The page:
By Yusmi Rodriguez
HAVANA TIMES – Susana Pilar Elahante Matienzo realized that she didn’t know her own hair, at 17 or 18 years old, when she went to study at the Superior Arts University (ISA).
“When I was a little girl, they would straighten my hair, then they relaxed my hair; then I would do it myself. I felt like a slave to the hairdresser, having to go all the time to relax my hair; my roots would come out and I’d have to run to the hairdresser. I thought about not even knowing what my hair was really like. So, one fine day, I stopped going to the hairdresser and I began to let my natural hair grow out along with the relaxed hair, until all I had was natural hair.”
If natural afro hair is being awarded a prize, it’s because it has value
Leaving her natural afro hair as it is has led to many a criticism and taunt. In fact, talking about racism, she says that “not everything has been resolved yet, we still have a lot to do,” the racism that comes to her mind have to do with her hair.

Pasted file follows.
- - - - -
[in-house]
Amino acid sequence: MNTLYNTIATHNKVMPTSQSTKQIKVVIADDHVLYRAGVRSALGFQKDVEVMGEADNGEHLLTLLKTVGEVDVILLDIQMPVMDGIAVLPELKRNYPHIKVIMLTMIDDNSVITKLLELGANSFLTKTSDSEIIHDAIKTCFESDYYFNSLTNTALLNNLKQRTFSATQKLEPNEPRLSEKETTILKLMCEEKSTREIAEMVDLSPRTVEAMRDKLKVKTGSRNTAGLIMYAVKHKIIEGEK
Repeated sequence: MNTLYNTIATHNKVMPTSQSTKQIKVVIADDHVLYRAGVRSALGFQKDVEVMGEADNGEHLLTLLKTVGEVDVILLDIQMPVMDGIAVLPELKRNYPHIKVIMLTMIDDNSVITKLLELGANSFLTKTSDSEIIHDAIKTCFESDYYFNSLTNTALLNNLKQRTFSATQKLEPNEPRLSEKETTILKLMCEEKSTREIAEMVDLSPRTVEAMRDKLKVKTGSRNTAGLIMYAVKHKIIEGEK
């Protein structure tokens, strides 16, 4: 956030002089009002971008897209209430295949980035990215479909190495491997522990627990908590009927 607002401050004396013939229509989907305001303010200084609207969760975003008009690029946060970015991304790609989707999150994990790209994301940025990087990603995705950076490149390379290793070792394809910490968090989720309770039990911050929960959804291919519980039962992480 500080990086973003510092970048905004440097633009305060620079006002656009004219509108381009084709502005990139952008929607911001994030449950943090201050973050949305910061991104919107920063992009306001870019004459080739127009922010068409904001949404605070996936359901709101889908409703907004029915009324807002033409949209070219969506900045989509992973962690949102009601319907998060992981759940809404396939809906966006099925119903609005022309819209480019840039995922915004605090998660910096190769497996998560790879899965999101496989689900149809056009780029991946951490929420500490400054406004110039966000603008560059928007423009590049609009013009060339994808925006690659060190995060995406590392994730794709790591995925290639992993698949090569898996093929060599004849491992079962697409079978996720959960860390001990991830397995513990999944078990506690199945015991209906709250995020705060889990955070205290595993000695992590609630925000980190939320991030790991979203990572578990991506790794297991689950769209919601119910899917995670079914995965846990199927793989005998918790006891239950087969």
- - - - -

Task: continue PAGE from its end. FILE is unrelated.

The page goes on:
“I went to an African store in Sweden, and the owner, a black African, told me that my hair wasn’t right. “You have to do something with your hair, my sister.” I left, insulted. In Cuba, people have shouted things at me like “brush your hair”, “you got hit by a bolt of lightning”.
She clarifies, outright, that these comments are made by black men. Machismo as well as racism? Another form of control that men want to hold over women’s bodies and appearance? Maybe; Susana believes that it could be a subject worth investigating. Are African and our fellow black countrymen’s attitudes disappointing? Without a doubt. She believes that this is the result of the colonization process we have experienced.